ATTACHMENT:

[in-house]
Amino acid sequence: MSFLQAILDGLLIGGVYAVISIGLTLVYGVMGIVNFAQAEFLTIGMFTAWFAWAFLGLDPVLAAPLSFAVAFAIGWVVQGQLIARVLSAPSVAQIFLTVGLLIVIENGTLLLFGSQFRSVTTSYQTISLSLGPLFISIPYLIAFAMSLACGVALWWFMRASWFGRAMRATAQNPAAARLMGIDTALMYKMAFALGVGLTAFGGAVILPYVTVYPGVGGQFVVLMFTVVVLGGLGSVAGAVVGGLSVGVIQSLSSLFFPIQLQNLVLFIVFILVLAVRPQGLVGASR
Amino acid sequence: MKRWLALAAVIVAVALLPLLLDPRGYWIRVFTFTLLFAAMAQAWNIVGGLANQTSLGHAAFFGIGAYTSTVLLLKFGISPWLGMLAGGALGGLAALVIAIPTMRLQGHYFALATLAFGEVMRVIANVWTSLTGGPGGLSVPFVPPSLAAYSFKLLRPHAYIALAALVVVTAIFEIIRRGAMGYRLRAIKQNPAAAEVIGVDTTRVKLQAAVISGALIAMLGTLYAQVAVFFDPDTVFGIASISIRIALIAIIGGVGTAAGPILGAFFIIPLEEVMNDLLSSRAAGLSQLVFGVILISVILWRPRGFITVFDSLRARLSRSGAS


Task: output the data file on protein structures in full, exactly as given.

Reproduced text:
[in-house]
Amino acid sequence: MSFLQAILDGLLIGGVYAVISIGLTLVYGVMGIVNFAQAEFLTIGMFTAWFAWAFLGLDPVLAAPLSFAVAFAIGWVVQGQLIARVLSAPSVAQIFLTVGLLIVIENGTLLLFGSQFRSVTTSYQTISLSLGPLFISIPYLIAFAMSLACGVALWWFMRASWFGRAMRATAQNPAAARLMGIDTALMYKMAFALGVGLTAFGGAVILPYVTVYPGVGGQFVVLMFTVVVLGGLGSVAGAVVGGLSVGVIQSLSSLFFPIQLQNLVLFIVFILVLAVRPQGLVGASR
Amino acid sequence: MKRWLALAAVIVAVALLPLLLDPRGYWIRVFTFTLLFAAMAQAWNIVGGLANQTSLGHAAFFGIGAYTSTVLLLKFGISPWLGMLAGGALGGLAALVIAIPTMRLQGHYFALATLAFGEVMRVIANVWTSLTGGPGGLSVPFVPPSLAAYSFKLLRPHAYIALAALVVVTAIFEIIRRGAMGYRLRAIKQNPAAAEVIGVDTTRVKLQAAVISGALIAMLGTLYAQVAVFFDPDTVFGIASISIRIALIAIIGGVGTAAGPILGAFFIIPLEEVMNDLLSSRAAGLSQLVFGVILISVILWRPRGFITVFDSLRARLSRSGAS